You've probably seen Julie Bigelow at most of our athletic contests. She's our full time Athletic Trainer and is here to talk about National Athletic Training Month. We thought it'd be fun to do a little Q&A with Ms. Bigelow so we can get to know her better and learn more about this profession.
Q: Where are you from and where did you go to college?
A: I grew up in Montpelier, Vermont and went to college at the University of New England in Biddeford, Maine. I played softball there all four years and got my bachelor's degree in Athletic Training. In December 2017, I got my master's degree in Injury Prevention, Performance Enhancement, and Rehabilitation Science from California University of Pennsylvania. I am also a Certified Personal Trainer, a Corrective Exercise Specialist, and a Performance Enhancement Specialist.
Q: What is an Athletic Trainer?
A: An Athletic Trainer (ATC) is a certified and licensed health care professional who provides emergency care, injury prevention, clinical diagnosis, therapeutic intervention, and rehabilitation of athletic injuries and medical conditions.
Q: How long have you been a Certified Athletic Trainer?
A: I have been an Athletic Trainer for over 6 years.
Q: What does it take to become an Athletic Trainer?
A: To become an Athletic Trainer, one must graduate from an accredited bachelor's or master's degree program and pass the board of the certification exam. Once certified, the Athletic Trainer must maintain ongoing continuing education credits in order to retain their credentials.
Q: Where can Athletic Trainers work?
A: The most common job settings for Athletic Trainers are at high schools, colleges, and professional sports. Other common settings are:
-Physical Therapy Clinics
Q: Why did you pick Athletic Training?
A: I knew since I was little I wanted to work in the medical field and as I grew up and fell in love with athletics, I wanted that to be a part of my career as well. Athletic Training is honestly the best of both worlds. I have always had a passion for helping people and when I started shadowing my high school's Athletic Trainer, I knew this is what I was meant to do. I was an athlete my whole life, and after suffering an injury in college while playing softball, I knew I wanted to work with athletes and help them get back on the field and return to the sport they love after an injury.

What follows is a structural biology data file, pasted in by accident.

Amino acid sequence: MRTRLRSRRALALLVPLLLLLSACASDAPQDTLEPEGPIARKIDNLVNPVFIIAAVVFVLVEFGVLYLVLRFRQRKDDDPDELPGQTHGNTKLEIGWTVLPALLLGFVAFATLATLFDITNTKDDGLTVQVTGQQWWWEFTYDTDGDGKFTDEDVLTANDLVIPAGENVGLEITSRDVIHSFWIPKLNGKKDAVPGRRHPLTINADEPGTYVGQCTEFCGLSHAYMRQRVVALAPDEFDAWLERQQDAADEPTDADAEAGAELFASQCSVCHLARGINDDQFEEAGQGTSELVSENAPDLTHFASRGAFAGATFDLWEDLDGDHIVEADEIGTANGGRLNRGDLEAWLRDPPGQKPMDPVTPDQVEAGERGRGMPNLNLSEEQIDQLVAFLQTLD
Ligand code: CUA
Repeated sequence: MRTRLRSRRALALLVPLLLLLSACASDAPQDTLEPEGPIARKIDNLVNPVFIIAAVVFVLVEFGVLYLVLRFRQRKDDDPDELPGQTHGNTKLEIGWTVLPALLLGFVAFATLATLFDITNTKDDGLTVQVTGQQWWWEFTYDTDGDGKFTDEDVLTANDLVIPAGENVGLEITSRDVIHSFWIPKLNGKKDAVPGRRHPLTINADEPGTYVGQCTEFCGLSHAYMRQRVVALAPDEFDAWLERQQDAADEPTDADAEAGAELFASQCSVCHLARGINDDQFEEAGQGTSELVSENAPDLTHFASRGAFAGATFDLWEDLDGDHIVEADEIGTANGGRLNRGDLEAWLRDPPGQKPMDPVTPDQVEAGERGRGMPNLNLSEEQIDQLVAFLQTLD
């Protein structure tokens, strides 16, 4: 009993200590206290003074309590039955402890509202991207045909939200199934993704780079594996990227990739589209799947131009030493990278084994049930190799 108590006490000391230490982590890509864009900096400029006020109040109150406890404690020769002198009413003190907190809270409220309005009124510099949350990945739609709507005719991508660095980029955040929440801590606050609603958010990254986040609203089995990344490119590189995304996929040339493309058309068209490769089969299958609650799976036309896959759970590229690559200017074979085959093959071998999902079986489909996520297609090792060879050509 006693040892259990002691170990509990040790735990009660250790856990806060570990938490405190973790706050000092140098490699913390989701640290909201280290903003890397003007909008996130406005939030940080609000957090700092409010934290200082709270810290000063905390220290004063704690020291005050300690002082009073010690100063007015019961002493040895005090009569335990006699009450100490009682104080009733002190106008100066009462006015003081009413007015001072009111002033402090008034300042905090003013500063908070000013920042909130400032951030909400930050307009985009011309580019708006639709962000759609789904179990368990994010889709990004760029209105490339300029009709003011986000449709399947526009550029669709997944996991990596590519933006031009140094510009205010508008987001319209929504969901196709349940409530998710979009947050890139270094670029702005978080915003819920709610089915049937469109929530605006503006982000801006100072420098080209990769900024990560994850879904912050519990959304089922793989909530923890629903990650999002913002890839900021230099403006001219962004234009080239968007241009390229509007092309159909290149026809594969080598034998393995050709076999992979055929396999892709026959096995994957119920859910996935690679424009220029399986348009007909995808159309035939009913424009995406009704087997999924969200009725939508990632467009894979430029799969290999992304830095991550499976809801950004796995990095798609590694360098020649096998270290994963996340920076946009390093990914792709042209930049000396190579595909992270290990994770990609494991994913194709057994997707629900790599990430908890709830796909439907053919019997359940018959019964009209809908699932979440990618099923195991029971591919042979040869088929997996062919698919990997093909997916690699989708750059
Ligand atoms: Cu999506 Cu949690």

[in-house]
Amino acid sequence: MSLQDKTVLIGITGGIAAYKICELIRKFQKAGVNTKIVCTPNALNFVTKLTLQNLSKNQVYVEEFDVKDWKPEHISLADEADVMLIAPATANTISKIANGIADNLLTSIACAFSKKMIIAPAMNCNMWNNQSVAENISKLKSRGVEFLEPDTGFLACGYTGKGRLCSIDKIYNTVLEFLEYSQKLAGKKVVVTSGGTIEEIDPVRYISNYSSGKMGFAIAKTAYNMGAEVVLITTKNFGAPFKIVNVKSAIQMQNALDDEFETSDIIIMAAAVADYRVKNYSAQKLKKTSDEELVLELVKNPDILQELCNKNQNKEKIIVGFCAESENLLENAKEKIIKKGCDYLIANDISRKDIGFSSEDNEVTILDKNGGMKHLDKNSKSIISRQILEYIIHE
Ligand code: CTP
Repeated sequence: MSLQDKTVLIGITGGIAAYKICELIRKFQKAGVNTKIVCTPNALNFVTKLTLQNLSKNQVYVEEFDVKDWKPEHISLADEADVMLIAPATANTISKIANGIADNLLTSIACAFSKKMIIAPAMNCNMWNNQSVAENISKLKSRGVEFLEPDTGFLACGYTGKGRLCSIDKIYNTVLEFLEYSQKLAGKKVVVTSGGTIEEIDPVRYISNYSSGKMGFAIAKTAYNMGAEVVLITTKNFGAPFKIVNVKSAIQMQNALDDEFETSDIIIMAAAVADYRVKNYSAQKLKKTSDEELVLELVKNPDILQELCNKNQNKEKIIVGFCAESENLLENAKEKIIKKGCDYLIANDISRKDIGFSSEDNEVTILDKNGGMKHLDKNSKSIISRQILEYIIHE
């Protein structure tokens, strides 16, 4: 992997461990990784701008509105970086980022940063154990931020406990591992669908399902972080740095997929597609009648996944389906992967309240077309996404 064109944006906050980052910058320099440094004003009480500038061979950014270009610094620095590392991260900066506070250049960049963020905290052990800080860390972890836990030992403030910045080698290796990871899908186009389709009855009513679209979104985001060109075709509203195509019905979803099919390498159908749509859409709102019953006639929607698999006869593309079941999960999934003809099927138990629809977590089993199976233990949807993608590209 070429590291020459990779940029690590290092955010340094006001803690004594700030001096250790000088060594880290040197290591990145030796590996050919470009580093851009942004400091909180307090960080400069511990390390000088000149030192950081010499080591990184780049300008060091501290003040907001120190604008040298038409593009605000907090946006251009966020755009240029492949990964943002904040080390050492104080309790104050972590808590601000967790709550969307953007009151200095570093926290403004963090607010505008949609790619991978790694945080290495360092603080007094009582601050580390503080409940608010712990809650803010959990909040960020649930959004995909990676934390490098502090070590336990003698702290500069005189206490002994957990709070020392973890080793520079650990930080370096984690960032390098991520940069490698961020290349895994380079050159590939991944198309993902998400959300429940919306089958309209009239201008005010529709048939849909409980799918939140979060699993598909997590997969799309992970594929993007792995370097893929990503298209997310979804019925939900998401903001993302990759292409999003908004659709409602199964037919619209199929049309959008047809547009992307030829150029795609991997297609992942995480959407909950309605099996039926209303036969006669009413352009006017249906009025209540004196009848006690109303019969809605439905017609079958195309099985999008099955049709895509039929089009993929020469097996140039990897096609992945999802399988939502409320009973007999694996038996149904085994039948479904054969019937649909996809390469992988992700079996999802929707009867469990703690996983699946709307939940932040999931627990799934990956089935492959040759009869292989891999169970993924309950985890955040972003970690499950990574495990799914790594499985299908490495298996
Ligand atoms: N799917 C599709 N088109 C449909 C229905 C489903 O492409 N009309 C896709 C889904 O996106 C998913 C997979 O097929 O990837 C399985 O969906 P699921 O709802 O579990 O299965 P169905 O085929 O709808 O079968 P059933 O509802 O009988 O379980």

Q: What do you love about being an Athletic Trainer?
A: I honestly love it all! I love being around athletes and seeing their work ethic. I love having the ability to provide an ankle tape to a hurt ankle that allows them to play the rest of the game. I love watching someone step on the field for the first time after coming back from an injury and seeing the smile on their face. I love getting to know my athletes and their family and building those connections. I love teaching the athletes about their injuries, why it happened, and how we are going to make it better. I really could go on and on.
Q: Is there any advice you would share would with someone who is thinking about becoming an Athletic Trainer?
A: Become as involved in the profession as you can and ask a ton of questions. Every program is a little bit different, so make sure you find the one that will work best for you. Do as much shadowing experience as possible during the summers and school breaks. If you are still in high school, take the time to shadow your high school's Athletic Trainer and see what their typical day is like. The athletic training community is definitely becoming tight-knit, so make sure you do something that is going to make you stand out to a potential employer. Get involved in the community and use it as a way to make a difference and to educate people on the profession.